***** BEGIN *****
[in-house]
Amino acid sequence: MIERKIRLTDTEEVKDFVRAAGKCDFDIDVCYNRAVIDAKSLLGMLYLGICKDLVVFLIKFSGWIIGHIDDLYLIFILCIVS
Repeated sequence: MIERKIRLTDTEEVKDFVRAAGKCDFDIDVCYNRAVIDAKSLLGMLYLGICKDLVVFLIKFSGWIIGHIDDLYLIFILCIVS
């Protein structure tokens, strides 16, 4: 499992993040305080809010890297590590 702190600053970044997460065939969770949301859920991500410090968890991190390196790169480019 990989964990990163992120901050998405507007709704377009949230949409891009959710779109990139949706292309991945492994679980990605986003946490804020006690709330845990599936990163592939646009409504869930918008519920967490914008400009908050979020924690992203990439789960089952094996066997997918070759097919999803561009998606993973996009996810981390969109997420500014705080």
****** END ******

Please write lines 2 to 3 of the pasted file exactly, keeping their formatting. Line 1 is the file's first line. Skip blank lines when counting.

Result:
Amino acid sequence: MIERKIRLTDTEEVKDFVRAAGKCDFDIDVCYNRAVIDAKSLLGMLYLGICKDLVVFLIKFSGWIIGHIDDLYLIFILCIVS
Repeated sequence: MIERKIRLTDTEEVKDFVRAAGKCDFDIDVCYNRAVIDAKSLLGMLYLGICKDLVVFLIKFSGWIIGHIDDLYLIFILCIVS